This was the challenge with which we were faced in 1946. The question remained as to how it was to be met, how funds and equipment were to be obtained and what techniques should be employed to ensure that the unwritten compositions of genuine African musicians would not be ignored or thrust aside by the artificially stimulated demands of commerce and radio, and the intrusion of non-African popular music on films and records.
I had had discussions at the Royal College of Music in London in 1931 with two English composers, Ralph Vaughan Williams and Gustav Holst, when they encouraged me to concentrate upon discovering and recording the range and extent of African music of which there was at that time little reliable information, to ignore for the time being any attempt to score the music and rather to record as much as funds would allow. Future musicians and students, they maintained, would benefit from the data so gathered. Analysis of the music would then follow on a broader, sounder foundation, based upon the evidence collected on discs and not upon hearsay or romantic imagination.
It was Mr. Eric Gallo of Johannesburg who made the next part of my research possible, by providing not only headquarters from which I could work but also the financial support for my preliminary expeditions into the more remote regions. He also undertook to press and publish a proportion of my recordings [in particular those which could become 'hits' for his company]. It was in this way that our ‘African Music Research’ unit came into being (1947) and we eventually issued several hundred shellac discs (78 RPM). This was before the invention of microgroove long-playing records.
In 1948, together with Dr.Winifred Hoernle, the doyenne of South African anthropologists, we established the African Music Society and by 1953 it was clear that an independent organization would have to be set up to relieve Mr. Gallo of the financial responsibility. He had offered to continue to support our research by providing various facilities through his recording and publishing company, including the renting to us of the headquarters near Roodepoort we had already built for the purpose.
A lecture tour of several universities in Great Britain in 1953 and an appearance for the Royal African Society in London resulted in the provision of a grant by the Nuffield Foundation with which to establish a non-profit research organization under the title ‘The International Library of African Music’. On my return, the Mining Industry of Southern Africa, including the gold, copper and diamond companies of the Congo, Rhodesia and South Africa, generously doubled the grant and the work of the now independent Library began in mid 1954.
Since that date the Library has undertaken its own publications, provided headquarters for the African Music Society, edited and issued the annual journal ‘African Music’ and has continually endeavored to bring to the attention of the musical world the cultural importance of this aspect of folk music and the potential genius of African musicians in their own right.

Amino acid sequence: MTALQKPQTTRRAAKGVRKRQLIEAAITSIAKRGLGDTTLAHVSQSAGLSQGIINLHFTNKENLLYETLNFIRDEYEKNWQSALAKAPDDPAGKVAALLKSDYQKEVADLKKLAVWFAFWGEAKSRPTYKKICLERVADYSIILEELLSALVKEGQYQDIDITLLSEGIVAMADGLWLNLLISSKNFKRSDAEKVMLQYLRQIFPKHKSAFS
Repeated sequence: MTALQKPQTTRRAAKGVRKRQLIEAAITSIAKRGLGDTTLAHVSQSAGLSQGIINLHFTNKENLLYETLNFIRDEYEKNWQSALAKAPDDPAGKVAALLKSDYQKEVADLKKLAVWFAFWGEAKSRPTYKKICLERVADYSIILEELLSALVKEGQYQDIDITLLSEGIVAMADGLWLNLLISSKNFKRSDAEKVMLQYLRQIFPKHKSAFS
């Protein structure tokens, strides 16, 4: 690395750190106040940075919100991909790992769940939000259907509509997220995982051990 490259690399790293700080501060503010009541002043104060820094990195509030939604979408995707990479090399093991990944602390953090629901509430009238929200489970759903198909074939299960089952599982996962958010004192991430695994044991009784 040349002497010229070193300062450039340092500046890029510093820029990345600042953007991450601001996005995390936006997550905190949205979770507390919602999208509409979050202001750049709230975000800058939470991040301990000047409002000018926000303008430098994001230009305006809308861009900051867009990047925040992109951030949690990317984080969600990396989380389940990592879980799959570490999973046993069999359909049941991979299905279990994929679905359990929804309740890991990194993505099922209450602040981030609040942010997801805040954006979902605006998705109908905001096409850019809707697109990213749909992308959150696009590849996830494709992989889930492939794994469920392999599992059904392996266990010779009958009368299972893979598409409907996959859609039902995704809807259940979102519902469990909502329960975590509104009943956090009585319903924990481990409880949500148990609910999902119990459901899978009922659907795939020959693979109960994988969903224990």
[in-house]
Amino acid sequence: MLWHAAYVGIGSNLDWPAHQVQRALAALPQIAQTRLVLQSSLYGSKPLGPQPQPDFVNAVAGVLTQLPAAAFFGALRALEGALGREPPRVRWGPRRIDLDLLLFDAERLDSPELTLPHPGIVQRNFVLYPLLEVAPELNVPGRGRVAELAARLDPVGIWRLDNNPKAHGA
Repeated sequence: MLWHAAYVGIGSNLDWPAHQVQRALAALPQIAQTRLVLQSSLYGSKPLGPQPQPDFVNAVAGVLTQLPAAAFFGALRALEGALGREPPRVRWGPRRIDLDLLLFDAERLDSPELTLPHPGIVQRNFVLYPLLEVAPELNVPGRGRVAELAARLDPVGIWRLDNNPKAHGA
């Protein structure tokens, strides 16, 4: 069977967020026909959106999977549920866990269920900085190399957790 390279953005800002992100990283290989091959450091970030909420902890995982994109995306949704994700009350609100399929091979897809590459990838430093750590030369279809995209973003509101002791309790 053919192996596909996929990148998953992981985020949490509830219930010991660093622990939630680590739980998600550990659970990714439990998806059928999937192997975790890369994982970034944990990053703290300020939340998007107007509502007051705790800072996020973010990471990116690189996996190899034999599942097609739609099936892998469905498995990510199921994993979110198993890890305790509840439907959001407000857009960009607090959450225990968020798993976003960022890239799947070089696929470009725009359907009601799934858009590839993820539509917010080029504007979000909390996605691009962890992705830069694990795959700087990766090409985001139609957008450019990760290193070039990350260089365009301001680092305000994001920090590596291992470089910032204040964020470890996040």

When in 1960 the funds of the Library were growing low after the publication of our first 100 records in the ‘Sound of Africa’ series, I was invited by the State Department of the United States to visit America to lecture at over twenty universities which had African Studies Departments. This made it possible for me to approach the Ford Foundation and, as a result, we were fortunate enough to obtain, through their generosity, a grant which enabled us to publish an additional 100 discs from material which had already been collected on tape in the field.
It is the fruit of these years of work, with the practical support of our several benefactors, which is now available in recorded form, both in the ‘Sound of Africa’ series for educational purposes and in an edition of selected items for general release, the ‘Music of Africa’ series.
In 1969 my son Andrew joined me in research and has already added his first field recordings to our collection which will be featured in subsequent catalogues. All items on the 210 discs of the present catalogue were recorded by me personally in their districts of origin.
I would like to acknowledge my deep sense of gratitude....to the hundreds and possibly thousands of African folk musicians, composers, singers, dancers and instrumentalists who have performed for us, most of them without monetary reward of any kind but with genuine satisfaction at being able to hear themselves for the first time through the medium of electrical recording.
This series, ‘The Sound of Africa’, now provides something of the positive evidence of several distinctive styles of musical genius which they and they alone as African musicians can contribute to the sum of the great folk music of the world.”